Meanwhile, your upper back becomes weak and the muscles are not strong enough to counteract this forward pull.

Your chest muscles stay contracted and shortened as long as you aren’t stretching them out enough.

It only takes about 20 minutes of holding a position before your muscles develop tension and start to constrict your skeletal system so that it stays in a certain posture.

To fix your posture you need to reverse these muscle imbalances.

How to Fix Thoracic Kyphosis

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The good news about postural kyphosis is that in most cases it can be reversed.

You want to fix it as early on as possible because the longer you have it, the harder it is to fix, and the more problems it can cause.

To fix your posture, you need to take a multi-pronged approach (the video above has a good overview of all these steps).

We’ve rounded up the exercises and practices that will reverse your hunched back, but they only work in combination.

The first step is to perform self-massage on the tight muscles to remove any chronic tightness.

This is known as releasing the muscles. This targets knots and tight spots in the muscles.

The next step is to start stretching these same muscle groups out.

The final step is to then strengthen the weak muscles that contribute to thoracic kyphosis.

Please note that these methods are meant to fix postural kyphosis caused by muscle imbalances.

It is also assumed that your thoracic kyphosis is not so excessive that there is pain or major mobility issues.

If your thoracic kyphosis is caused by structural issues or causes you extreme pain, please seek help from a health professional.

1. Self-Massage Techniques

Compressing and massaging the muscle tissue around your thoracic spine can help soften it so that you can reverse the curved position.

Remember, it’s your muscles holding your spine in its current posture.

When there’s excessive spinal curvature, the muscles are in an unnatural position that strains them with tension.

You can start to release the tension and get more blood flowing through your muscles by using tools like a foam roller and massage balls.

Myofascial release is a massage technique involving hard compression on your muscles with the help of such tools.

Here are some release exercises that can help you reverse a hunched back:

1. Peanut Ball Upper Back Release

YouTube video

A peanut ball is a massage ball you can buy or make yourself using two lacrosse or tennis balls.

You can put 2 balls inside a sock and tie it tight so that the balls stay together, or you can use strong tape to tape them together.

  • Lie on your back with the peanut ball between your shoulder blades, with each ball on either side of your spine.
  • Lift your hips off the floor just enough to shift more of your weight onto the peanut ball.
  • Shift your torso up and down just slightly as you feel the balls compress the muscles on either side of your thoracic spine.
  • This may be painful, but the pain lessens with daily practice as the muscles loosen.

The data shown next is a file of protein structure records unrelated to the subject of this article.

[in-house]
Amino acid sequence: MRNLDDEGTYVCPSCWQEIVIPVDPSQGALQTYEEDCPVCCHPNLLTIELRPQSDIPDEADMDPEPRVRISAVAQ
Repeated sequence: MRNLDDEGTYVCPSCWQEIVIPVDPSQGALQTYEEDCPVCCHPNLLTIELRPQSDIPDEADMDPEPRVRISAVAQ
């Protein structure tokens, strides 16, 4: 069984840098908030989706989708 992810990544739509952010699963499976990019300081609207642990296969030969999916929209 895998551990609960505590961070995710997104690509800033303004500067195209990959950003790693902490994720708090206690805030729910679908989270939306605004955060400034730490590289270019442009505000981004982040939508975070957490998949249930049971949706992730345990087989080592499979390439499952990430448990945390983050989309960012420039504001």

2. Massage Ball Pectoralis Release

YouTube video

Use a massage ball to release your chest muscles involved in hunching.

You’re aiming for the muscles on either side between your shoulder and sternum, and there are multiple ways to do it.

The most gentle way is to use your opposite hand; hold the ball and massage the opposite pectoralis muscles.

To apply more pressure using your body weight, try facing a wall and rolling the ball against it instead of holding the ball.

For maximal pressure and release, lay on your stomach and put the ball under you, on your pectoralis muscle.

Use a small circular motion to loosen up the pectoralis muscles, one side at a time.

3. Massage Ball Abdominal Release

YouTube video

Besides a tight chest, tight abs also lock a rounded spine in place. You can release your abs gently using a massage ball.

  • Lay on your stomach with your chest up and your elbows supporting your upper body.
  • Place a massage ball under the top of your abdominal muscles on one side.
  • Adjust the pressure on your abs by shifting your body weight. Make sure the pressure isn’t too much–you want just enough to feel the muscles release. Too much pressure can cause damage.
  • Slightly roll the ball up and down along your abs and then move it to the other side.

2. Stretching and Mobility Exercises

Stretching your spine helps release its fixed position by mobilizing your joints.

It also improves the health of your spine by increasing blood circulation.

Stretching on a daily basis can make your spine more flexible, and as a result, more “fixable.”

Because your chest is overly tight with a hunched back, stretching your chest muscles is also an important part of reversing thoracic kyphosis.

Hold each stretch for at least 30 seconds, and try to repeat 3 times a day.

1. Upper Back Arch Lean

For this stretch, you’re going to force your upper back to flex in the opposite direction of your kyphosis, by leaning your hands into a wall.

  • Position your hands overhead on a wall
  • Lean into your hands as you drop your head through your arms and push your hips back
  • Feel your upper back contract and your chest stretch open
  • Keep your lower back in a neutral position; don’t “cheat” by bending your lumbar instead of your thoracic spine.

2. Thoracic Extension

YouTube video

In this stretch, you use a foam roller to force your upper back to arch back in the correct direction.

It’s a little more intense than the previous arch, because the foam roller applies more force to the bend.

The video above shows how to do this move (2nd move in the video) and also a few other beneficial spine mobilizations.

  • Lay on your back with a foam roller under your shoulder blades
  • Place your hands behind your head, letting your head act as an opposing weight
  • Keep your buttocks on the floor and keep your lumbar spine in a neutral position as best as you can
  • Let your thoracic spine bend over the foam roller as your chest opens up
  • Avoid flaring your rib cage out to cause the arch. Try to isolate the arch in your thoracic spine.

3. Abdominal Stretch

YouTube video